CDH UK - The CDH support charity

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Losing your baby

Sadly, some babies lungs are just not compatible with life, which means that no matter how hard the Doctors try to stabilise baby, all the signs indicate that baby is extremely poorly and that his or her lungs just can’t cope. This is often referred to as respiratory failure and is usually a result of severe lung Hypoplasia (under-development of the lungs).

Sometimes, there are other factors such as heart failure, deterioration during the operation or other complications.

The Doctors and nurses will explain why baby is deteriorating and will discuss with you what course of treatment can be carried out to attempt to try and improve baby’s condition and what options are available. Unfortunately, there can come a time when the Doctors feel that it is in the baby’s best interest to cease treatment. This is never an easy decision for parents or medical professionals to undertake and you will be given as much time and support as you need to make your decision.

Some parents find that baby lets them know when the time arrives, as the parents can see that baby is struggling. At this point you may feel that you want all of your family and friends who haven’t yet had the chance to meet your newborn to visit the hospital.

The NICU staff will try and fulfil all of your requests with regards to visitors if baby deteriorates, but remember that most of these units have strict visitor policies and they have to consider the needs of the other babies and their parents, so it is not always possible to accommodate all of your visitors.

It is a good idea to take lots of pictures and videos of your baby and usually the nurses will do this too, as well as keep a little diary of baby’s day to day care for you to take home. You may also be offered a parents room on the unit, so that you can be close to baby at all times. It can also be arranged for you to have baby baptised on the unit and the nurses will be very supportive in helping you make these arrangements.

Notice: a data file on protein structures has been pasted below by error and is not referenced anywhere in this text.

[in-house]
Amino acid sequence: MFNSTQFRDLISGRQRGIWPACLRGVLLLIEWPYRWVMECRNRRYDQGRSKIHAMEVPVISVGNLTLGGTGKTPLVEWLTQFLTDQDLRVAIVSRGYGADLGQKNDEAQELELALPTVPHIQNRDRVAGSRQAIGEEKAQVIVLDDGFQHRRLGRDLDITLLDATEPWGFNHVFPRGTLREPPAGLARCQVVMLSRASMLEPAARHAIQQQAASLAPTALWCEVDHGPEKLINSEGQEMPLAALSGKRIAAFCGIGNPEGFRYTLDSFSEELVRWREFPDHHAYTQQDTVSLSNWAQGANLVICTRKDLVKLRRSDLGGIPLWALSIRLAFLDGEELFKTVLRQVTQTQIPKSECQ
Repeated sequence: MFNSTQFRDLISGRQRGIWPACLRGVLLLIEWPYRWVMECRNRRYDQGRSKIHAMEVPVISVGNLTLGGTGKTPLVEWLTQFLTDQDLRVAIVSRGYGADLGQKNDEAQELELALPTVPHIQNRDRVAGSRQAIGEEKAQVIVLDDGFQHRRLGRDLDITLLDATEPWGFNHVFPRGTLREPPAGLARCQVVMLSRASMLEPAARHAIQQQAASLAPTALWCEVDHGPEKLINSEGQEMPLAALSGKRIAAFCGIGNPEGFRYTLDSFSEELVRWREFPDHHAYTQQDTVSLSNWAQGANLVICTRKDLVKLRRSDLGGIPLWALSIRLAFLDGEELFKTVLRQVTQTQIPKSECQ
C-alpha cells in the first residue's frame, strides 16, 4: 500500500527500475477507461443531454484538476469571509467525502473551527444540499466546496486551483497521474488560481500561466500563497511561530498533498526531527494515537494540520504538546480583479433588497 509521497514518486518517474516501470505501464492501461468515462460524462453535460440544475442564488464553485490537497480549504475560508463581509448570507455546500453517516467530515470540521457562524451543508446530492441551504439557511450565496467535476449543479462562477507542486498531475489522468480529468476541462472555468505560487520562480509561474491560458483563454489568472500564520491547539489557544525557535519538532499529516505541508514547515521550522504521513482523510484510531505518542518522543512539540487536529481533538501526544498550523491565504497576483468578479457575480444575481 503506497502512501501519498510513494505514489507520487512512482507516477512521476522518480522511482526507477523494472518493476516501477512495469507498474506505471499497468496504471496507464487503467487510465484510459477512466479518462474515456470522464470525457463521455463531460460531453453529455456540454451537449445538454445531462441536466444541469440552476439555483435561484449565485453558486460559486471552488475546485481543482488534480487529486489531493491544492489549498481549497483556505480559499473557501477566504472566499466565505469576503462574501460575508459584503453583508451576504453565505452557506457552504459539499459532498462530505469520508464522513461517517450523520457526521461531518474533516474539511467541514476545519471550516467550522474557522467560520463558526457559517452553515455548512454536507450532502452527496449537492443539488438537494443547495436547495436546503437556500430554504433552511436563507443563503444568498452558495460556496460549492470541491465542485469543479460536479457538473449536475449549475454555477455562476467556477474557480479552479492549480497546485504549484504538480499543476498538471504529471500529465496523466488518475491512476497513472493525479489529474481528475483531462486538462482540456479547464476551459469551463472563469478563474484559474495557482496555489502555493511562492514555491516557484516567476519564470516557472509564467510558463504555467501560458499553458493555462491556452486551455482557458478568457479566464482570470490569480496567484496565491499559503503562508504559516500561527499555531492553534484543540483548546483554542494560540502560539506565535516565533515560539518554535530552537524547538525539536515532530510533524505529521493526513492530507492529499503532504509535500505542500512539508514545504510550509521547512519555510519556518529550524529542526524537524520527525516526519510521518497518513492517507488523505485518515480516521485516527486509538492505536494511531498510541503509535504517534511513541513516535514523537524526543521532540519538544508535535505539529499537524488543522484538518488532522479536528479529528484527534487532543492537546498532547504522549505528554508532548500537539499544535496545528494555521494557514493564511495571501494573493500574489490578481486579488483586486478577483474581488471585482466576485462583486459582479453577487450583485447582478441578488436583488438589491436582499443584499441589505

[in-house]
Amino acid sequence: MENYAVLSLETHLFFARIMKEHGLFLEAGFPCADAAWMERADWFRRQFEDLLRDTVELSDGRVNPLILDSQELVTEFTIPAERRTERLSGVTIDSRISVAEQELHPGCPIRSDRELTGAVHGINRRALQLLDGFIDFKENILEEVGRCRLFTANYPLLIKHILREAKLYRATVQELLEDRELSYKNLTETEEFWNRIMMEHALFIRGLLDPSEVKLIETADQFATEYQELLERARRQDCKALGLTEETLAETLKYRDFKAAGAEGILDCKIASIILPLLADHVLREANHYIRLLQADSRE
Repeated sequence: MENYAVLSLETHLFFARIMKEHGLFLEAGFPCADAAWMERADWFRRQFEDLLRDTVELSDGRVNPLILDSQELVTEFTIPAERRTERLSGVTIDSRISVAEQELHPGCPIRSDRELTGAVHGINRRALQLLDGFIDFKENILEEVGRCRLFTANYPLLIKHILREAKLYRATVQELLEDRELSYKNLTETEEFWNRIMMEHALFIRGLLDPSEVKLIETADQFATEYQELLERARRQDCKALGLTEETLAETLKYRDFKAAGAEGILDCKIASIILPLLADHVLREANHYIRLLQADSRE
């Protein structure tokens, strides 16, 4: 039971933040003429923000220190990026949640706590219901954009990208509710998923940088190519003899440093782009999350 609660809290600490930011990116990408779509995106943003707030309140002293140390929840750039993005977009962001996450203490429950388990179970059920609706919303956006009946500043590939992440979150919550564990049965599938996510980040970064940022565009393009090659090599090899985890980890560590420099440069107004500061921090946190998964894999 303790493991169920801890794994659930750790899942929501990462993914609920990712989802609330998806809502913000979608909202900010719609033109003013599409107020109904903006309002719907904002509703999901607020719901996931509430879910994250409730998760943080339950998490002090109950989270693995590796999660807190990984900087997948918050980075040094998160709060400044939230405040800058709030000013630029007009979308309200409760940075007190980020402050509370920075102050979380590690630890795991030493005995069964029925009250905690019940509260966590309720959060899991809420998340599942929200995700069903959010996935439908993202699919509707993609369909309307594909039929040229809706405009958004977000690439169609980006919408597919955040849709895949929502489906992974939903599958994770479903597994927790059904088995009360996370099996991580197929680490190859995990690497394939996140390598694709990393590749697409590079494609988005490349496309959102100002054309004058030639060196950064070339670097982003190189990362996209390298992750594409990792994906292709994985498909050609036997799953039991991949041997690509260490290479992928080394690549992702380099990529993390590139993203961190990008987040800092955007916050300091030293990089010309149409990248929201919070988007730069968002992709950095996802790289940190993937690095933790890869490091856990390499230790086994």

When the time comes to remove baby from the ventilator, you can choose to be present or to wait for the nurses to bring baby to you. This may be the first time you and your partner have actually held your baby and this alone can be extremely overwhelming. You are encouraged to bathe and dress baby and to hold them and talk to them for as long as possible.

You may also wish to take some footprints or handprints of baby and some photographs.

The hospital usually give you a ‘memory box’, containing things like baby’s blanket from their cot, heart monitor pads, diary and photographs and also useful information such as how to register baby, support group information and funeral arrangements.

Everyone reacts differently in this situation and there is no right or wrong way of dealing with emotions or feelings. You may find it useful speaking to a hospital counsellor or hospital chaplain if they are available. Family and friends are also invaluable at this difficult time.